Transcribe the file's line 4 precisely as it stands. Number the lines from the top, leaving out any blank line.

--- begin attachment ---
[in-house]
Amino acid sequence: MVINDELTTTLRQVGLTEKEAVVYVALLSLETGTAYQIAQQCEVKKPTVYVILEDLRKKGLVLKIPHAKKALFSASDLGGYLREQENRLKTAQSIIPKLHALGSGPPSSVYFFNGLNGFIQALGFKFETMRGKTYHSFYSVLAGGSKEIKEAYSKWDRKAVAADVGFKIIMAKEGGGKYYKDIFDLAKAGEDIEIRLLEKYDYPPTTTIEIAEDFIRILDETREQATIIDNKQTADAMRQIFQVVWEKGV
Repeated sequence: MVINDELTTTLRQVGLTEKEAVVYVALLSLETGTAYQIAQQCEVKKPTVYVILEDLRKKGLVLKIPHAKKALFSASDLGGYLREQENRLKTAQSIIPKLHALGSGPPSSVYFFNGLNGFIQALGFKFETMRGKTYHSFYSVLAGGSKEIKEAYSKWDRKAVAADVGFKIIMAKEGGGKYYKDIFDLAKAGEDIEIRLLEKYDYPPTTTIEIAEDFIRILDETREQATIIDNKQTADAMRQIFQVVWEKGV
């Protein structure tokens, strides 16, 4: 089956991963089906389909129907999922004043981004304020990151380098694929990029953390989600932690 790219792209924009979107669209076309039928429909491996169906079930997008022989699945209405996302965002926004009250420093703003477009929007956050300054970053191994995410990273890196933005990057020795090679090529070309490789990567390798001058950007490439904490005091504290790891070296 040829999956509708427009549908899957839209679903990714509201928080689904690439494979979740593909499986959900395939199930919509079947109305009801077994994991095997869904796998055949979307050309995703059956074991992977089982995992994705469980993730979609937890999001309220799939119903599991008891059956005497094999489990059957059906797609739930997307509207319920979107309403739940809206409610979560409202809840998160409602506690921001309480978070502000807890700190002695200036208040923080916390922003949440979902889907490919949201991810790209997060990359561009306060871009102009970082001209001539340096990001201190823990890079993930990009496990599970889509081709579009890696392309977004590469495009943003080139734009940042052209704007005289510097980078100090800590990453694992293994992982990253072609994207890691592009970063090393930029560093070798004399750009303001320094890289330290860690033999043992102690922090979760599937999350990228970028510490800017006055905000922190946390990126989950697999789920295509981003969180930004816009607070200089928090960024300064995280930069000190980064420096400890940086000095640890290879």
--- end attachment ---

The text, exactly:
């Protein structure tokens, strides 16, 4: 089956991963089906389909129907999922004043981004304020990151380098694929990029953390989600932690 790219792209924009979107669209076309039928429909491996169906079930997008022989699945209405996302965002926004009250420093703003477009929007956050300054970053191994995410990273890196933005990057020795090679090529070309490789990567390798001058950007490439904490005091504290790891070296 040829999956509708427009549908899957839209679903990714509201928080689904690439494979979740593909499986959900395939199930919509079947109305009801077994994991095997869904796998055949979307050309995703059956074991992977089982995992994705469980993730979609937890999001309220799939119903599991008891059956005497094999489990059957059906797609739930997307509207319920979107309403739940809206409610979560409202809840998160409602506690921001309480978070502000807890700190002695200036208040923080916390922003949440979902889907490919949201991810790209997060990359561009306060871009102009970082001209001539340096990001201190823990890079993930990009496990599970889509081709579009890696392309977004590469495009943003080139734009940042052209704007005289510097980078100090800590990453694992293994992982990253072609994207890691592009970063090393930029560093070798004399750009303001320094890289330290860690033999043992102690922090979760599937999350990228970028510490800017006055905000922190946390990126989950697999789920295509981003969180930004816009607070200089928090960024300064995280930069000190980064420096400890940086000095640890290879």